• Coconut, grated or powder or flakes – 1 cup
  • Jaggery or Gur – 1/3rd cup or to taste


  • Khoya – 1 cup
  • Jaggery or Gur – 1/3rd cup or to taste


  • In a pan on medium flame mix coconut, milk and sugar. If using condensed milk, reduce the amount of sugar and milk
  • Keep stirring continuously till the all moisture evaporates and it becomes sticky.  Check by taking a little of the mixture and rolling it on your palm. If it holds, then its ready.
  • Remove it from heat and allow it to cool.
  • Mix flour, sooji, sugar and milk thoroughly into a batter of dropping consistency. Do not add the milk all at once. Add it gradually as you mix to the desired consistency. Keep aside for 1-2 hours or more. Also add sugar gradually and taste it to ensure the batter is not too sweet.
  • Heat a pan and wipe it with 1-2 tsp of oil. Use a cotton ball to wipe uniformly.
  • Pour a ladle full of the batter, spread it evenly on the pan by lifting the pan and swirling it in a circular motion. Do it quick before the batter sets in. Cook the batter for 30-40 secs approx, ensure that it does not get too brown.
  • Place 1-2 tsp of the filling lengthwise on one side of the crepe and roll it over to the other end.
  • Remove from the pan onto a plate
  • While serving you may drizzle the patishapta with some condensed milk , though this is optional.


  • Do not add excess sugar to the batter or else the crepe might stick to the pan while frying. When ready to fry, add a drop of the batter in the pan and test if it sticks or not. If it comes out smooth you can add little more sugar (if required). I generally add less sugar,  as the crepe need not essentially be sweet and then add more in small amounts if required before frying.
  • Also the batter should not be thick, if so then add more milk before frying and mix well.
  • The crepes should be thin, only then will it remain soft even when cold

Choshi pithey (with sooji and narkol) / Dessert with semolina and coconut

April 15thPoila Boishakh – the first day of the Bengali calendar.

Subho Noboborsho – Happy Bengali New Year.

New clothes, cultural events, authentic bengali food, lots of sweets – that is how we commemorate this day.

Oceans apart, sitting where I am, it makes no difference. So… I thought of having my own celebration. Right now I have songs of Rabindranath Tagore playing in the laptop, will be making some spicy chicken and fish starters and will invite our Bengali neighbors for the evening. The main attraction of the menu will be the sweet dish that I prepared last night  Choshi Pithey. This is usually made in winters, but I believe there is never a better time for sweets than now.. and specially today! This preparation is a bit time taking and my husband was not sure if it was worth the effort. Finally I let him taste it and well the expression on his face said it all – it definitely is worth all the effort.

O Lord – Bless us with lots of love and laughter.


For making the syrup –

  • Milk – 1.5 litres
  • Sugar – to taste
  • Green cardamom – 4-6
  • Bay leaf – 1 or 2

For making the choshi –

  • Grated coconut – 3/4th cup or If using coconut powder add lukewarm milk (1/4th cup or more approx.) to 3/4th cup of coconut powder so that it wets, soak for almost one hour
  • Sooji/Semolina – 3/4th cup + little more
  • Sugar – 3/4 cup (or to taste)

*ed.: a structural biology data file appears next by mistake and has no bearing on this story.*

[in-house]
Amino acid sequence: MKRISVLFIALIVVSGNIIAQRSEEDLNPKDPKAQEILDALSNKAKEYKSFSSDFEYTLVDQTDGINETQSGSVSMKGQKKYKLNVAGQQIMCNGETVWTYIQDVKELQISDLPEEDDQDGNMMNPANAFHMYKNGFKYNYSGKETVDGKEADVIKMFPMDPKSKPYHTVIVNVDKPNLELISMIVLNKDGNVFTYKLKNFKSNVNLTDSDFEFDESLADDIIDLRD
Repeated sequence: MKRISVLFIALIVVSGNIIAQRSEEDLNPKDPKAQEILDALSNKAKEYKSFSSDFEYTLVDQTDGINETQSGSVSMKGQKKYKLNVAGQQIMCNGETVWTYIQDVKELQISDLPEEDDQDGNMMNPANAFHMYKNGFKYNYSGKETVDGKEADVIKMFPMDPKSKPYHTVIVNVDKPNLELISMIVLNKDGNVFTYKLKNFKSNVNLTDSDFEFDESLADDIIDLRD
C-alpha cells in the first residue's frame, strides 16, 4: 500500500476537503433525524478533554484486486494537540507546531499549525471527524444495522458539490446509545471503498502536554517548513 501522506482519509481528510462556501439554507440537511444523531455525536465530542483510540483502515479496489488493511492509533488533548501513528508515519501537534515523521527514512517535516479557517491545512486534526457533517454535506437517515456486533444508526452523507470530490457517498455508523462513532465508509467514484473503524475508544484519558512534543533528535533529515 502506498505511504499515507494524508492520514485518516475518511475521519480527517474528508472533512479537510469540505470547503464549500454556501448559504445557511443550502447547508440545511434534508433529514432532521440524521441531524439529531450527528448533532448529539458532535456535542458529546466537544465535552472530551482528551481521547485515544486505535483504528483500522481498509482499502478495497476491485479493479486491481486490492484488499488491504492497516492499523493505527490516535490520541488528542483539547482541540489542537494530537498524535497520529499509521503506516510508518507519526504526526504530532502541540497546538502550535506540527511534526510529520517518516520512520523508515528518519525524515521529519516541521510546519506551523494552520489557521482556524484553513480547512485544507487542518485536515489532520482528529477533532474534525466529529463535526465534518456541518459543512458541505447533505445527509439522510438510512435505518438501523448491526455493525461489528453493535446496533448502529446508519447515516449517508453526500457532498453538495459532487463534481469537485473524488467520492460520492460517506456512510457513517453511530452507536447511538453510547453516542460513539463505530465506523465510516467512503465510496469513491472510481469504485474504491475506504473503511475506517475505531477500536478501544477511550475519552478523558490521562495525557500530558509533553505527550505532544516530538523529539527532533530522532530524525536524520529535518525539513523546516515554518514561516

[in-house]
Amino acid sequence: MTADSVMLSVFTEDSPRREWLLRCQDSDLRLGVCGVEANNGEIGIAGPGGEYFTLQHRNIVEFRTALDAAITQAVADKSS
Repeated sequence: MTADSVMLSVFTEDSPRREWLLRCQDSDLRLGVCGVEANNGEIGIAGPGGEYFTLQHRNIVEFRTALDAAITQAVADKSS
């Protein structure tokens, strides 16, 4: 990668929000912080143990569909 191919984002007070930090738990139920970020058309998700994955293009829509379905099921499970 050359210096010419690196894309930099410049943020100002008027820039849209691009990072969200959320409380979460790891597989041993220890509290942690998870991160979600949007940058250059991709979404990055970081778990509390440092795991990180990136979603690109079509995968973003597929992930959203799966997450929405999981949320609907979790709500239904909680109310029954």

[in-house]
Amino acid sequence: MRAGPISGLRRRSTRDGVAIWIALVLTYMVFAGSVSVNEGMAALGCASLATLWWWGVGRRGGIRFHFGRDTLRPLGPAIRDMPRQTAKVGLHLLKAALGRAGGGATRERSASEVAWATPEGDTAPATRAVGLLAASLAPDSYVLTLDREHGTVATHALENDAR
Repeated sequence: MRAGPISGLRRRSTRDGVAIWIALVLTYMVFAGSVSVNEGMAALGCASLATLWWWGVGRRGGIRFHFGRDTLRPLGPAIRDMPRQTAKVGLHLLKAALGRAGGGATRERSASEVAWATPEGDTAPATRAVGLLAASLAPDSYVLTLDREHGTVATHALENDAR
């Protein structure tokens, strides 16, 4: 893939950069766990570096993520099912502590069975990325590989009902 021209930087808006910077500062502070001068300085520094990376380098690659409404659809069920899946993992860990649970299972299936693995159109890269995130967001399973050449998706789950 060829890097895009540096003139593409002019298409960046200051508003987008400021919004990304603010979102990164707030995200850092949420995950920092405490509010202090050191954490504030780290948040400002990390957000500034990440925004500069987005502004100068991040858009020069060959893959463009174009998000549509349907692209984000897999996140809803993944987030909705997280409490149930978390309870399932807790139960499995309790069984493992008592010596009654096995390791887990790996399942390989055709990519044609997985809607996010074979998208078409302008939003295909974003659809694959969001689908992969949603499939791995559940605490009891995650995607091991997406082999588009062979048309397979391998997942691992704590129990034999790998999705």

• Milk (cold/at room temp.) – 1 tbsp (or a little more if required)


For making the choshi –

  • Mix all the ingredients and let it soak for 2 hours.
  • Heat a pan, keeping it on low flame add the above mixture.
  • Keep stirring till all the moisture evaporates and it almost solidifies into a dough like mixture.  Test it by taking a little amount and try to make a roll. If it holds then it is ready for the next step or else let it solidify more.
  • Once done, remove the pan from the flame and let it cool  down completely.
  • Make small elliptical balls (as shown in the picture) by rolling small amount of the dried mixture in the palm of your hand/finger, and keep aside in a plate or flat tray. These are called ‘choshi’.


  • This might take some time but be patient and try to keep the balls small so that they can be cooked well later  on.
  • In case the mixture sticks to the palm/finger dust your hands with some flour .
  • It is preferable to keep aside the ‘choshi’ for an hour or so before proceeding. I generally make the choshi the previous day of making the dish.
  • Ensure that the ‘choshi’ do not crowd over each other, they are soft and hence should not get mashed.
  • If the mixture gets mashed while making the choshi, cook it again in the pan on low heat and let it solidify more.

For making the syrup –

  • Boil milk in a thick bottom pan. Do not concentrate it.
  • Add sugar (to taste) and then add ‘choshi’. Do not use spoon or ladle to add the choshi, just tilt the late and pour them over. Next is a 3 step process that leads to completion of making this dessert.
  • After pouring the choshi sinks to the bottom. Do not stir at this stage. Just let it cook.
  • Then the choshi gradually comes to the surface and floats. At this stage stir slightly with a ladle/spoon only once or twice. Taste a little bit and add more sugar if required at this step only. Let it stand till all the choshi starts floating.
  • Lastly all the choshi sink to the bottom again indicating completion of cooking. Stir once with a spoon, if the milk is thin (dilute), since sooji soak in lot of milk and gradually thicken with time.


  • The first time when I made it I could not identify the 3rd step. So I let it cook for a while till the choshi was properly cooked. It tasted perfectly fine. So no need to bother if the last step is not easily identified.
  • Serve it after 4-5 hours of making so that the choshi soaks in the milk completely, preferably let the ‘choshi’ soak milk overnight.